• misseltoe By misseltoe

    I use coupons as much as I can. Lately the coupons haven't been for things that I normally buy so I haven't had any to use. I also ask for gift cards to the grocery stores I go to when someone wants to buy me a gift. I do use a list, but I make out my meal list first so that I am only buying what I need to those meals.

  • minari By minari

    I shop at Trader Joes for processed products/breads, frozen vegetables, fish and chicken and organic and Costco (but VERY carefully because just because it's Costco doesn't mean it's cheap) and Walmart . We are basically vegetarian (mostly beans, eggs, and cheese) and have a meat dish once a week (either fish or chicken). If we lived near an Aldis I'd go there as well!

  • angelger28 By angelger28

    I combine sales with store coupons and manufacturers coupons at CVS for free health and beauty products. I have a stockpile of toilet paper/shampoo/toothpaste/etc. that I payed literally, cents for. At the grocery store I rarely leave without saving at least 60% combining sales with coupons. I use the site for deals at all the grocery stores I shop, plus the site is free. It does take a little work to save so much money. I spend about 3 hours a week organizing and planning my shopping trips. We've gone from spending $400-$600 a month on groceries/health/beauty/etc. to around $200 a month for a family of 4 + cat. That includes fresh produce!

  • reddhedd By reddhedd

    There is a store in my area called Dirt Cheap. It is a salvage type store. I have found some great bargins there. My duahgter recently found a chair there that she had been wanting from Target and the price was $235.00 she paid $35 at Dirt Cheap and that was in perfect condition. I buy can goods on sale in bulk and then buy my meats in large packs and devide it up. I try and buy from local vendors are far as produce. we have several that sit in a vacnt lot in our town and when it it items like sweet potatoes I buy in bulk and store. And I really try to stick to buying only what we use and using a coupon to try something new.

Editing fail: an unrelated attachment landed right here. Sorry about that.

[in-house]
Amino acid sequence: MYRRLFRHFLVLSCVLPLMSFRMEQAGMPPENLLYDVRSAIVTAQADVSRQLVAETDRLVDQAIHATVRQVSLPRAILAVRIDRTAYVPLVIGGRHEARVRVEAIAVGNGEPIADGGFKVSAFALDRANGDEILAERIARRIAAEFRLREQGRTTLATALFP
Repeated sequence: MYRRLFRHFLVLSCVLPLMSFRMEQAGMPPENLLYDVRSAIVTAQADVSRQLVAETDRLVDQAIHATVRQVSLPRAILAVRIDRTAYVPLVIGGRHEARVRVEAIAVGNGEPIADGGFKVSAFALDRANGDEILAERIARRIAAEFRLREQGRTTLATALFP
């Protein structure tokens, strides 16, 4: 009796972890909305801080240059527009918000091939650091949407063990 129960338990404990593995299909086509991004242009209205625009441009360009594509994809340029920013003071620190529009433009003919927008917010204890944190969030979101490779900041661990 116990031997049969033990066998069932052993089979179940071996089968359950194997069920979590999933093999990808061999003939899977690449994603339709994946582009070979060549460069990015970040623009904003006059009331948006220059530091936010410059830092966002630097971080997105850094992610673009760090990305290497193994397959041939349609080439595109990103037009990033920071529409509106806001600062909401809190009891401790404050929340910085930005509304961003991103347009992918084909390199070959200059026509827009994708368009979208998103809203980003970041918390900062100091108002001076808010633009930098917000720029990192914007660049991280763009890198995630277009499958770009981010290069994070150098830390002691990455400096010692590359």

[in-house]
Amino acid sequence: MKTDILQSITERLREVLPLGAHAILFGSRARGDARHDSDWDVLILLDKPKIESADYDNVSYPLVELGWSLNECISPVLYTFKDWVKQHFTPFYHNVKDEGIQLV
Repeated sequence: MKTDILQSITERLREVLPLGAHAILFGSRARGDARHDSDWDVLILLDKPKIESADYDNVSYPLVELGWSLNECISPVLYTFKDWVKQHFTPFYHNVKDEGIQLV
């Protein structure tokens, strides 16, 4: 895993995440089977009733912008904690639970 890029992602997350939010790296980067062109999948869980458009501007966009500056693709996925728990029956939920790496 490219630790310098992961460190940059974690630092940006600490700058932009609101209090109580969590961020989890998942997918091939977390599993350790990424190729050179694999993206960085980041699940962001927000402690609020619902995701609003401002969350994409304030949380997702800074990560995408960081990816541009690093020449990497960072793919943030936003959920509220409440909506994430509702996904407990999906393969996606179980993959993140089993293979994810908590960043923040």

• jh0816 By jh0816

    I found coupons to print and a organization where people trade stuff they don't use anymore or maybe it is new and they have never used it. I found these two things on a blog - they have other money saving ideas too. Definitely worth checking out.

  • MaurChclt By MaurChclt

    I started using coupons and found that I save about $15-20 on every grocery trip, a much needed savings.

  • TheBeam By TheBeam

    I order coupons every week from http:// (these are good quality least $1.00 off) for anyone in Canada. The trick to the site is you must order between 2 and 20 coupons....order more or less an the site locks you out for the week! Grrrrr. Another thing I do is get freebies and free samples. Like these for free Tide and Ensure:


    I found the statement...."the average family could save $10 a month using coupons" to be hillarious. I grocery shop once a week and always save $50 or more using coupons.